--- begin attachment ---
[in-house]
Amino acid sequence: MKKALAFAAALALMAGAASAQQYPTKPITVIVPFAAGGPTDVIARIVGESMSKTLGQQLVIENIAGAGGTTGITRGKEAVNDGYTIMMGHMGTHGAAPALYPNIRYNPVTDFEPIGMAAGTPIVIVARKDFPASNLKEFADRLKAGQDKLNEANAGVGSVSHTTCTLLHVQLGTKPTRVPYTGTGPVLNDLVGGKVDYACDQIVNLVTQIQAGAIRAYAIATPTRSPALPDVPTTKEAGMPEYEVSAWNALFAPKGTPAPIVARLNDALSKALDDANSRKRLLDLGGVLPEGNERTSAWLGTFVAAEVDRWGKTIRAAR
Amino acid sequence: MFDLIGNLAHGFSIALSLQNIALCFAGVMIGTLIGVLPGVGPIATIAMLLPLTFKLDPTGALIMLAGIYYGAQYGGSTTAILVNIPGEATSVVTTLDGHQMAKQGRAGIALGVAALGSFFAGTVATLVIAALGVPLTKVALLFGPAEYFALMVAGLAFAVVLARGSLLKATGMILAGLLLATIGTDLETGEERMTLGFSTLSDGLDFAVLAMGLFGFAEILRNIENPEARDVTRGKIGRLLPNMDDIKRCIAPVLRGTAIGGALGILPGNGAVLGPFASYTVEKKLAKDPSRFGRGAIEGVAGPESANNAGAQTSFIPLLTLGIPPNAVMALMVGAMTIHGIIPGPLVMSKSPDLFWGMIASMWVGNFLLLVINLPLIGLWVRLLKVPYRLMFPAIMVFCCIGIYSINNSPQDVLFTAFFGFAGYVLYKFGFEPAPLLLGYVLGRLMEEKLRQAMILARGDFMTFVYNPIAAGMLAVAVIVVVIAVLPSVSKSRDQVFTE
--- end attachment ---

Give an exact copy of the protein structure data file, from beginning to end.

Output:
[in-house]
Amino acid sequence: MKKALAFAAALALMAGAASAQQYPTKPITVIVPFAAGGPTDVIARIVGESMSKTLGQQLVIENIAGAGGTTGITRGKEAVNDGYTIMMGHMGTHGAAPALYPNIRYNPVTDFEPIGMAAGTPIVIVARKDFPASNLKEFADRLKAGQDKLNEANAGVGSVSHTTCTLLHVQLGTKPTRVPYTGTGPVLNDLVGGKVDYACDQIVNLVTQIQAGAIRAYAIATPTRSPALPDVPTTKEAGMPEYEVSAWNALFAPKGTPAPIVARLNDALSKALDDANSRKRLLDLGGVLPEGNERTSAWLGTFVAAEVDRWGKTIRAAR
Amino acid sequence: MFDLIGNLAHGFSIALSLQNIALCFAGVMIGTLIGVLPGVGPIATIAMLLPLTFKLDPTGALIMLAGIYYGAQYGGSTTAILVNIPGEATSVVTTLDGHQMAKQGRAGIALGVAALGSFFAGTVATLVIAALGVPLTKVALLFGPAEYFALMVAGLAFAVVLARGSLLKATGMILAGLLLATIGTDLETGEERMTLGFSTLSDGLDFAVLAMGLFGFAEILRNIENPEARDVTRGKIGRLLPNMDDIKRCIAPVLRGTAIGGALGILPGNGAVLGPFASYTVEKKLAKDPSRFGRGAIEGVAGPESANNAGAQTSFIPLLTLGIPPNAVMALMVGAMTIHGIIPGPLVMSKSPDLFWGMIASMWVGNFLLLVINLPLIGLWVRLLKVPYRLMFPAIMVFCCIGIYSINNSPQDVLFTAFFGFAGYVLYKFGFEPAPLLLGYVLGRLMEEKLRQAMILARGDFMTFVYNPIAAGMLAVAVIVVVIAVLPSVSKSRDQVFTE